If a topic were constrained to live entirely on one machine, that would place a pretty radical limit on the ability of Apache Kafka to scale. It could manage many topics across many machines—Kafka is a distributed system, after all—but no one topic could ever get too big or aspire to accommodate too many reads and writes. Fortunately, Kafka does not leave us without options here: It gives us the ability to partition topics.
Partitioning takes the single topic log and breaks it into multiple logs, each of which can live on a separate node in the Kafka cluster. This way, the work of storing messages, writing new messages, and processing existing messages can be split among many nodes in the cluster.
Having broken a topic up into partitions, we need a way of deciding which messages to write to which partitions. Typically, if a message has no key, subsequent messages will be distributed round-robin among all the topic’s partitions. In this case, all partitions get an even share of the data, but we don’t preserve any kind of ordering of the input messages. If the message does have a key, then the destination partition will be computed from a hash of the key. This allows Kafka to guarantee that messages having the same key always land in the same partition, and therefore are always in order.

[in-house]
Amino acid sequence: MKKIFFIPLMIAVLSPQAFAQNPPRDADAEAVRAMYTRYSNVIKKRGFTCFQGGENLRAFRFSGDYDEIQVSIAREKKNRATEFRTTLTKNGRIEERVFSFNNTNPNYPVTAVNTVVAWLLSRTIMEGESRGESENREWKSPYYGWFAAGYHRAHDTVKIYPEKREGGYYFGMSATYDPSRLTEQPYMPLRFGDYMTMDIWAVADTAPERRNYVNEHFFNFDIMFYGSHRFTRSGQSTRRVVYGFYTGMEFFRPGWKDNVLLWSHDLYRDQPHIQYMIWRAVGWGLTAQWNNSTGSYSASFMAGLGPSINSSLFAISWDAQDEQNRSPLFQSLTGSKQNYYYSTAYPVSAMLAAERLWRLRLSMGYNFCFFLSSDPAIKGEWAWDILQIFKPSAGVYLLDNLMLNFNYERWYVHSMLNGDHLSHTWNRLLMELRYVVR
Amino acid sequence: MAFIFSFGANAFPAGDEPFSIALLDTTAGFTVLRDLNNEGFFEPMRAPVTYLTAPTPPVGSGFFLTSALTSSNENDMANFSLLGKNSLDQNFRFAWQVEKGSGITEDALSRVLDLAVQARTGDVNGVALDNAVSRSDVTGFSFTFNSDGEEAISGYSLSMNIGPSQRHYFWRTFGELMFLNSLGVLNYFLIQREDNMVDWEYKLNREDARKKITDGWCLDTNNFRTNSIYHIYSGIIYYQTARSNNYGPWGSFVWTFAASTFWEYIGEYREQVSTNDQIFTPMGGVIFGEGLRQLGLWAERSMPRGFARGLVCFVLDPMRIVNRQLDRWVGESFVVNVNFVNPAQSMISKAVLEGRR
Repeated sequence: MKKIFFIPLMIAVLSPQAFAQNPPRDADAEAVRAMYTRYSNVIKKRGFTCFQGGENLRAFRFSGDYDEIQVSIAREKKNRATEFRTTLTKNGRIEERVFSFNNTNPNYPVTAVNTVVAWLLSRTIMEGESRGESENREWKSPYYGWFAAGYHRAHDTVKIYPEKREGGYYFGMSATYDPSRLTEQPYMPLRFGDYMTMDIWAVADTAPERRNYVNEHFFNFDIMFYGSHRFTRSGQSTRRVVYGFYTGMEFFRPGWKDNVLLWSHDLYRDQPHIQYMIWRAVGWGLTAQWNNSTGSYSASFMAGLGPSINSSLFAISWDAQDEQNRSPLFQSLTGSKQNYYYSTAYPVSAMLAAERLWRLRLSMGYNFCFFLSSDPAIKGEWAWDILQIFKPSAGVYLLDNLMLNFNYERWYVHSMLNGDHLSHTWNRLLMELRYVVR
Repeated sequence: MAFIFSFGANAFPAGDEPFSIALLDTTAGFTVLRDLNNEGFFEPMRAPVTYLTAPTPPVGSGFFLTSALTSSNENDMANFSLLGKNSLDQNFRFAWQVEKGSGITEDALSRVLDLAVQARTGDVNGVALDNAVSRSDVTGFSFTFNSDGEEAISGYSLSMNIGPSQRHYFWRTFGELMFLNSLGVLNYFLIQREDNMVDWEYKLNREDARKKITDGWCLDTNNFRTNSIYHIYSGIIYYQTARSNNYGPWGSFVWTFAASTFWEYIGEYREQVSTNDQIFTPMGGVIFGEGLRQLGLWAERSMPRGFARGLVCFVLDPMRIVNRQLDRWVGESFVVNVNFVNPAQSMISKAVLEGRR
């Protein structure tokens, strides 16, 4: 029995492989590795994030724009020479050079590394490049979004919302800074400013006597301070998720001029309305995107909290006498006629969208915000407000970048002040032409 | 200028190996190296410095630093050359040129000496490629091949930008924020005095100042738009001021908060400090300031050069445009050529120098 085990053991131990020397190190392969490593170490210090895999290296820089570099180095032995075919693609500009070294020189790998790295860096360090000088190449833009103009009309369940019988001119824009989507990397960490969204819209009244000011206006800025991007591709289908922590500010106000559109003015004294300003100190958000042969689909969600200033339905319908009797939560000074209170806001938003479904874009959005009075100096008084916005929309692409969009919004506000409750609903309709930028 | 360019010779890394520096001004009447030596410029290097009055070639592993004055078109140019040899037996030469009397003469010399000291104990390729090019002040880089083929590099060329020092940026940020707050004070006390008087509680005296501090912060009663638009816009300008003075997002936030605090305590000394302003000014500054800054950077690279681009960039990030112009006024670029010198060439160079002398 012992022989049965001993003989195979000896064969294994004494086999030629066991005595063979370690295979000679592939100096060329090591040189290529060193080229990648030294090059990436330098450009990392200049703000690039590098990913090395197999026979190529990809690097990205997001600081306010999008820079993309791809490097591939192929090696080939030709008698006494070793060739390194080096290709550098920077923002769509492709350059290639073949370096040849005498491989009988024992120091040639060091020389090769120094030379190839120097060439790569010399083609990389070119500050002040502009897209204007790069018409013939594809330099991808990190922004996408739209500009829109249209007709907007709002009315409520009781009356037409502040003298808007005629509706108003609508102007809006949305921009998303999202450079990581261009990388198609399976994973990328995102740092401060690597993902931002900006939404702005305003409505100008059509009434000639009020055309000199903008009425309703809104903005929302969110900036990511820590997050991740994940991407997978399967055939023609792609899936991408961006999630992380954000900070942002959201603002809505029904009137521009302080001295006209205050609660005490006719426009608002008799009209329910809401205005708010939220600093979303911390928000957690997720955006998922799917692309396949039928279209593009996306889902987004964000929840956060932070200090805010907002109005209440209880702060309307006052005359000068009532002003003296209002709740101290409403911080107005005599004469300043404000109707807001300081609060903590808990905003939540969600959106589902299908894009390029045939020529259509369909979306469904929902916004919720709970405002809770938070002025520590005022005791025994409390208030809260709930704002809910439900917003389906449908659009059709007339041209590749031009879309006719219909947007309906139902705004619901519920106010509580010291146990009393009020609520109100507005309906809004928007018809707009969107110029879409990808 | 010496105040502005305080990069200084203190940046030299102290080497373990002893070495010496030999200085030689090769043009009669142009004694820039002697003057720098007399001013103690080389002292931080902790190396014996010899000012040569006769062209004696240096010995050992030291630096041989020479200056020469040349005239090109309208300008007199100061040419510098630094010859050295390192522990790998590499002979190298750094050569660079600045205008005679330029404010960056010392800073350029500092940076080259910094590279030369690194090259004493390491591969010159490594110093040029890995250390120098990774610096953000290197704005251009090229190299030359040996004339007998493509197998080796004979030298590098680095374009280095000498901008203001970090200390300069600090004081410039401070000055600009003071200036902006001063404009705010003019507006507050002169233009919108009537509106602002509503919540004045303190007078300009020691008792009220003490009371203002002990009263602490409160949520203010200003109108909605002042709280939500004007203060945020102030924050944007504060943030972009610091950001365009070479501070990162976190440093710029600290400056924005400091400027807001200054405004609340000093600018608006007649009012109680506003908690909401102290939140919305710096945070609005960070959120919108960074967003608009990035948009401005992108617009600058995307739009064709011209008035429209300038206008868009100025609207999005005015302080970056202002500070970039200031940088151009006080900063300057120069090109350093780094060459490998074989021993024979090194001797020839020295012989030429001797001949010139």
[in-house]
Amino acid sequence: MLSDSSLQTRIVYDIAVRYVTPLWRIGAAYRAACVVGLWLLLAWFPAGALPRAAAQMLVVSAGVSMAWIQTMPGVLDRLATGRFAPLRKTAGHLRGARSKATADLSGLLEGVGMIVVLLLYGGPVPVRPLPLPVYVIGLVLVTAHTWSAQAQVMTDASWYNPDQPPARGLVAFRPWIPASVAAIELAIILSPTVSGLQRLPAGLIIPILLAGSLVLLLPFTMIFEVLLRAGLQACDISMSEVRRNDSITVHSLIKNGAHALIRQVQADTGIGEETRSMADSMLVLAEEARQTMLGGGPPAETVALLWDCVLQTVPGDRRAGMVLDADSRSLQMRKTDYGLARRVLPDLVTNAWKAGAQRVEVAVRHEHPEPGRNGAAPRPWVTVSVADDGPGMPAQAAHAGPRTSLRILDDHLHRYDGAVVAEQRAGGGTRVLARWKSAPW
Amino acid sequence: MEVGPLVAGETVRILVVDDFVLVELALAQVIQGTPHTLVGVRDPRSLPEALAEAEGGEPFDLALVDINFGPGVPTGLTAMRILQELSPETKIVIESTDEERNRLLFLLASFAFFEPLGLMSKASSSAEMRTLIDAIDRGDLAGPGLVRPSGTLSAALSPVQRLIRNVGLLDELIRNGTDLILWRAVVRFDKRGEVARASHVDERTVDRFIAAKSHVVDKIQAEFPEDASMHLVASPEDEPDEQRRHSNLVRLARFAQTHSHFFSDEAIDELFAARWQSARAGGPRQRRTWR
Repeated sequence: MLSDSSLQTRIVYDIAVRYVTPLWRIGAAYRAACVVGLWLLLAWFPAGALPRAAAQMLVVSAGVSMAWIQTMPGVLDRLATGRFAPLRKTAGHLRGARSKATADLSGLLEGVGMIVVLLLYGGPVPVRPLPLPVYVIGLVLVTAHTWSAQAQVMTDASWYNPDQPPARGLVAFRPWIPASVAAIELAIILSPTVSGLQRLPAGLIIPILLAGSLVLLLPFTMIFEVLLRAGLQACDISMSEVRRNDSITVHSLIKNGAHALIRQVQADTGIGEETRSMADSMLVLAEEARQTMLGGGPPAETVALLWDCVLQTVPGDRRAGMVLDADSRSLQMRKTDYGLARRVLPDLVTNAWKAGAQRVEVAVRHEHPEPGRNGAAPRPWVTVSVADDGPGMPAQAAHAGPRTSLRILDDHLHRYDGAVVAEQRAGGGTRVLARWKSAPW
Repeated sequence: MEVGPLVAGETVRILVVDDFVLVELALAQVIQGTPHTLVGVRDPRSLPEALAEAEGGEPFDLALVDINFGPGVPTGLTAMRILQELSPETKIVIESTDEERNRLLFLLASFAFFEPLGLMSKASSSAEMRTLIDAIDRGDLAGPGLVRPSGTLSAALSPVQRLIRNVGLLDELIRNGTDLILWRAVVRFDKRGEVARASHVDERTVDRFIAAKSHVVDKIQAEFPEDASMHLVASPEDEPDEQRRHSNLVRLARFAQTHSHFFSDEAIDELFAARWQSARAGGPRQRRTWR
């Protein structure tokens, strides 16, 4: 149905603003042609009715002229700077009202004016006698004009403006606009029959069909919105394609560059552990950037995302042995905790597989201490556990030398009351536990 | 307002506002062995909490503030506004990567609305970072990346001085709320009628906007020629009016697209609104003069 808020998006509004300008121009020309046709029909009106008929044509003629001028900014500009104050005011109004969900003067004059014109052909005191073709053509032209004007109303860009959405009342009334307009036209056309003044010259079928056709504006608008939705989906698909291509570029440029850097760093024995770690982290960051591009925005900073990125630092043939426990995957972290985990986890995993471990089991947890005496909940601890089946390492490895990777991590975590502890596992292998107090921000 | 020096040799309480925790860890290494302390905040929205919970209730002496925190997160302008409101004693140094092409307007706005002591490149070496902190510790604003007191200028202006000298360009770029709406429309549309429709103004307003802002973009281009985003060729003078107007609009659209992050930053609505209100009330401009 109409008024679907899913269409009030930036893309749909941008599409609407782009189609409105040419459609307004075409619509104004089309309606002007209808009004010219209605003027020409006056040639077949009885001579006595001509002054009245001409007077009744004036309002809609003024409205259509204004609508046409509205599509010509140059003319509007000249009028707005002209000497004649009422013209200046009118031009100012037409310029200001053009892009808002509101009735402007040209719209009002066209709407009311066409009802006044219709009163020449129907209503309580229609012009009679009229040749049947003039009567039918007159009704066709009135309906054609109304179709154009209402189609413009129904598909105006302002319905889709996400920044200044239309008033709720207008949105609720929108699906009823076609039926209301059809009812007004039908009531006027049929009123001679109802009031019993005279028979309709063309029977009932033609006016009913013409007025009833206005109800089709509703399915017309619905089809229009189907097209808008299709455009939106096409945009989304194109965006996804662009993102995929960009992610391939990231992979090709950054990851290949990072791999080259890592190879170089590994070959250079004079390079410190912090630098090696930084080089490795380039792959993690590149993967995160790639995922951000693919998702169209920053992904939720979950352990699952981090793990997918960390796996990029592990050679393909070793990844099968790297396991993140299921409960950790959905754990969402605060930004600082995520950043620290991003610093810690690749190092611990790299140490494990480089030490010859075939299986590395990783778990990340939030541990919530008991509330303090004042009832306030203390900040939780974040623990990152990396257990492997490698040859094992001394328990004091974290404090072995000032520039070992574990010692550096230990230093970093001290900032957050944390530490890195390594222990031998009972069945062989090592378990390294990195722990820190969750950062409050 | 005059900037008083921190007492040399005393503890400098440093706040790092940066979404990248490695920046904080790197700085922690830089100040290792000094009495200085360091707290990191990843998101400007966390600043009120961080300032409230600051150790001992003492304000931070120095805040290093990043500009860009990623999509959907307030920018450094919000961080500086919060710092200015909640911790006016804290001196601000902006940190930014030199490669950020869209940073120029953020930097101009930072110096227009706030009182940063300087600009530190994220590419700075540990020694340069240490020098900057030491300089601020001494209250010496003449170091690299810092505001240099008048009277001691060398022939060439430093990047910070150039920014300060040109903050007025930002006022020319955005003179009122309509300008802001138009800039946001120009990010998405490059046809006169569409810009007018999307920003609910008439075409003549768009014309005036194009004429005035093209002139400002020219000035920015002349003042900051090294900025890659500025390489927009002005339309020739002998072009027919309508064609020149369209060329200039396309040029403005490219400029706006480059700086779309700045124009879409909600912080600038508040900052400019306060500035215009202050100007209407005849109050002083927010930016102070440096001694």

For example, if you are producing events that are all associated with the same customer, using the customer ID as the key guarantees that all of the events from a given customer will always arrive in order. This creates the possibility that a very active key will create a larger and more active partition, but this risk is small in practice and is manageable when it presents itself. It is often worth it in order to preserve the ordering of keys.
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